shaldna
01-18-2013, 02:23 PM
I'm not sure - I've tried to set fire to tequila a couple of times and it didn't take (don't ask, student days).

I think you're better off with something like drain cleaner, aerosols like furniture polish or deordorant would work too - like a mini flame thrower, but the risk of burning yourself is quite high. As others have said, meths works well too.

King Neptune
01-18-2013, 05:24 PM
Another p[roblem with using alcohol is that alcohol flame is not very hot. Even if you used 151 rum, the vampire might just have some burned hair and clothes (clothes might just get cleaned instead). Petroleum distillates are much better for burning things.

A wooden spoon through the heart would be more likely to kill a vampire.

cbenoi1
01-18-2013, 05:39 PM
Fondue fuel.

-cb

thothguard51
01-18-2013, 05:53 PM
Vampire...wooden spatula through the heart...

PorterStarrByrd
01-18-2013, 06:08 PM
We used to blowtorch cockroaches with Right Guard when I was in the navy. Never did set the room on fire or blow up a can in the hand.

Alcohol, in the form of 80 proof or better seems much more likely to be within reach though.

jclarkdawe
01-18-2013, 06:40 PM
I don't know how well vampires burn. But humans don't burn very well. A gallon of gas, lighter fluid, et cetera, are not likely to cause immediate death, although the prognosis for ultimate survival would not be high. You're looking at gallons (plural) of gasoline to result in definite death within minutes. And people have been known to run while totally engulfed in flames. Human skin is a good insulator of heat and for quick death, you need to raise core temperature significantly.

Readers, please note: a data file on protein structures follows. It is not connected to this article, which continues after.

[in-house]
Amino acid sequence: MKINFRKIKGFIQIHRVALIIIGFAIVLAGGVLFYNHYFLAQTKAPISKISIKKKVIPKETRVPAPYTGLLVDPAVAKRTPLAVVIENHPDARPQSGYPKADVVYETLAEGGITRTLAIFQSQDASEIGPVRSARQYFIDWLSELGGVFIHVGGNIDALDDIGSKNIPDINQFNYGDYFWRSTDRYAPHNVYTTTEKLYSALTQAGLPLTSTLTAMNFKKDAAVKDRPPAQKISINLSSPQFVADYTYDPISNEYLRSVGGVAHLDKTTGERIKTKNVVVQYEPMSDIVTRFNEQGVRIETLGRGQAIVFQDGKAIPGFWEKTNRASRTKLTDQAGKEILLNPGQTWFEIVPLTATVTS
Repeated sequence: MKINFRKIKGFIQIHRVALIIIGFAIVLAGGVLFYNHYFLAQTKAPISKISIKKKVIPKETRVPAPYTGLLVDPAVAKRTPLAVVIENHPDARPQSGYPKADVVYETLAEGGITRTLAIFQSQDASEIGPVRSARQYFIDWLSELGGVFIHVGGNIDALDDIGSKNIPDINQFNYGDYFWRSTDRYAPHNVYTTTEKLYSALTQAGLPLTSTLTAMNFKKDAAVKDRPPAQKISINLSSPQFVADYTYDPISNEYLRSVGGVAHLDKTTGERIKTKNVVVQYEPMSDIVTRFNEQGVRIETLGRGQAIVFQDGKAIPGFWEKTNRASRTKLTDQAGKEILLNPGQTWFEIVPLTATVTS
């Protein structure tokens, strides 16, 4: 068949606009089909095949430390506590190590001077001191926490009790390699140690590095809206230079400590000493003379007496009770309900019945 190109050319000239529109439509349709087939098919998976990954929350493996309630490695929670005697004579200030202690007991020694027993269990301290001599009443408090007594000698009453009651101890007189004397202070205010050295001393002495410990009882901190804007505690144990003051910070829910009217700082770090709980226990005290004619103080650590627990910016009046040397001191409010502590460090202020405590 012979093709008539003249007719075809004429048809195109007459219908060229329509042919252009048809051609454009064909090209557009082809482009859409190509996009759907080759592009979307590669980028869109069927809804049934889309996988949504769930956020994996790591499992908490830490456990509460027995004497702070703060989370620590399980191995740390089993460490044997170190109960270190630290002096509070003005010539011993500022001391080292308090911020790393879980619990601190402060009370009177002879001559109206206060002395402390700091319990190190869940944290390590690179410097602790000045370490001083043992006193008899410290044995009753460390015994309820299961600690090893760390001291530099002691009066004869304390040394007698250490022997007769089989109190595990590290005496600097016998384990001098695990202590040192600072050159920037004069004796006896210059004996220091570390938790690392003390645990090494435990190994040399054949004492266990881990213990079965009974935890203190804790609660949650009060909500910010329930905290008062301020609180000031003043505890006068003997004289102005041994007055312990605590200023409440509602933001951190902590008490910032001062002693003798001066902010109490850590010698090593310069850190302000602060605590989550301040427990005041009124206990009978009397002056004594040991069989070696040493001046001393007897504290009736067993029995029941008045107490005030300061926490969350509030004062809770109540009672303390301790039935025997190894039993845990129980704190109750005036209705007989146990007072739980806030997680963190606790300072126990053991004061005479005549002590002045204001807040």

Best of luck,

Jim Clark-Dawe

lbender
01-18-2013, 07:39 PM
Charcoal lighter fluid. Diesel. Grab a can of WD-40 or spray paint or old-fashioned aerosol hairspray, and light the spray stream with your bic for an impromptu flame-thrower...


Anyone who's ever seen the original Buffy movie knows this.

dirtsider
01-18-2013, 08:12 PM
FYI - when dealing with alcohol, proof = 2x actual percentage of amount of alcohol. So something that's 80 proof would be considered to have 40% alcohol.

Mark Moore
01-18-2013, 08:13 PM
Thanks for the responses, everyone! :) I think I'm gonna go with the can of Pam (or I might say "cooking spray" to avoid any potential legal problems.


Vampire...wooden spatula through the heart...

Hehe. The problem with that is my series is sticking closer to actual vampire mythology, and I've read that wooden stakes merely serve to hold the vampire in place, and you have to kill them via another method.

Sarpedon
01-18-2013, 08:18 PM